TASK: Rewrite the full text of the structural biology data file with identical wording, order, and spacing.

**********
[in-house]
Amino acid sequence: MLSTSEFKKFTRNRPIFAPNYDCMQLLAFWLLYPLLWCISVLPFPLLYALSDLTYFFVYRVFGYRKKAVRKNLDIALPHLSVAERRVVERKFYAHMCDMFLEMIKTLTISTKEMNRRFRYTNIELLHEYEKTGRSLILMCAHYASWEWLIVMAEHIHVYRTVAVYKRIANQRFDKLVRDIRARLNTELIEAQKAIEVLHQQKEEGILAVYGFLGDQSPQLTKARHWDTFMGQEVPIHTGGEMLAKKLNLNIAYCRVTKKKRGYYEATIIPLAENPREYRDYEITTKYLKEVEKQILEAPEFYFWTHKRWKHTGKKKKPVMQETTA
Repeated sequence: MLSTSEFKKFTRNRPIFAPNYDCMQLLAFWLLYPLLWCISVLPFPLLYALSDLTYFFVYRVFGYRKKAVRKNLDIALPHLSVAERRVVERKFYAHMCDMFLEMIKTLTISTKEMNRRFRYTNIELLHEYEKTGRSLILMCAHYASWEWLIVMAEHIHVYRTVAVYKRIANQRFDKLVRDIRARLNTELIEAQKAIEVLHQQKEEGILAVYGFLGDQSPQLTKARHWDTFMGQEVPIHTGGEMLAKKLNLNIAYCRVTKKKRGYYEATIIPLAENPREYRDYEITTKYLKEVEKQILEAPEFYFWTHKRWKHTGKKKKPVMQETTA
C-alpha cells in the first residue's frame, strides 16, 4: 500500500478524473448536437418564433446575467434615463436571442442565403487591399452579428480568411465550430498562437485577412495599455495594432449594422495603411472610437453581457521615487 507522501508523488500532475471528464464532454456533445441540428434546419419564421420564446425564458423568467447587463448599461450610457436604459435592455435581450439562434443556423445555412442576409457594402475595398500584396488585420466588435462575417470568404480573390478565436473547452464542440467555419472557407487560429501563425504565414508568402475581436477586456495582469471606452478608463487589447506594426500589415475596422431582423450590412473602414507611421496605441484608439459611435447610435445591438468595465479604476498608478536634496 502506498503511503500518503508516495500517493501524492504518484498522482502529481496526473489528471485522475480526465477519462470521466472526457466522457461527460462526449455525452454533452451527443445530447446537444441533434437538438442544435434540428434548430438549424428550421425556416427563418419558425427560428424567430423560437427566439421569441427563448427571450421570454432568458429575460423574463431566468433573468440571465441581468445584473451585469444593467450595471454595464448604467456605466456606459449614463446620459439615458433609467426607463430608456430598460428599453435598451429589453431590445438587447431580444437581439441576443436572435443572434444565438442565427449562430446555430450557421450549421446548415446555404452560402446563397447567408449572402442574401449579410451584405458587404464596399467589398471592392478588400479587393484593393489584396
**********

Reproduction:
[in-house]
Amino acid sequence: MLSTSEFKKFTRNRPIFAPNYDCMQLLAFWLLYPLLWCISVLPFPLLYALSDLTYFFVYRVFGYRKKAVRKNLDIALPHLSVAERRVVERKFYAHMCDMFLEMIKTLTISTKEMNRRFRYTNIELLHEYEKTGRSLILMCAHYASWEWLIVMAEHIHVYRTVAVYKRIANQRFDKLVRDIRARLNTELIEAQKAIEVLHQQKEEGILAVYGFLGDQSPQLTKARHWDTFMGQEVPIHTGGEMLAKKLNLNIAYCRVTKKKRGYYEATIIPLAENPREYRDYEITTKYLKEVEKQILEAPEFYFWTHKRWKHTGKKKKPVMQETTA
Repeated sequence: MLSTSEFKKFTRNRPIFAPNYDCMQLLAFWLLYPLLWCISVLPFPLLYALSDLTYFFVYRVFGYRKKAVRKNLDIALPHLSVAERRVVERKFYAHMCDMFLEMIKTLTISTKEMNRRFRYTNIELLHEYEKTGRSLILMCAHYASWEWLIVMAEHIHVYRTVAVYKRIANQRFDKLVRDIRARLNTELIEAQKAIEVLHQQKEEGILAVYGFLGDQSPQLTKARHWDTFMGQEVPIHTGGEMLAKKLNLNIAYCRVTKKKRGYYEATIIPLAENPREYRDYEITTKYLKEVEKQILEAPEFYFWTHKRWKHTGKKKKPVMQETTA
C-alpha cells in the first residue's frame, strides 16, 4: 500500500478524473448536437418564433446575467434615463436571442442565403487591399452579428480568411465550430498562437485577412495599455495594432449594422495603411472610437453581457521615487 507522501508523488500532475471528464464532454456533445441540428434546419419564421420564446425564458423568467447587463448599461450610457436604459435592455435581450439562434443556423445555412442576409457594402475595398500584396488585420466588435462575417470568404480573390478565436473547452464542440467555419472557407487560429501563425504565414508568402475581436477586456495582469471606452478608463487589447506594426500589415475596422431582423450590412473602414507611421496605441484608439459611435447610435445591438468595465479604476498608478536634496 502506498503511503500518503508516495500517493501524492504518484498522482502529481496526473489528471485522475480526465477519462470521466472526457466522457461527460462526449455525452454533452451527443445530447446537444441533434437538438442544435434540428434548430438549424428550421425556416427563418419558425427560428424567430423560437427566439421569441427563448427571450421570454432568458429575460423574463431566468433573468440571465441581468445584473451585469444593467450595471454595464448604467456605466456606459449614463446620459439615458433609467426607463430608456430598460428599453435598451429589453431590445438587447431580444437581439441576443436572435443572434444565438442565427449562430446555430450557421450549421446548415446555404452560402446563397447567408449572402442574401449579410451584405458587404464596399467589398471592392478588400479587393484593393489584396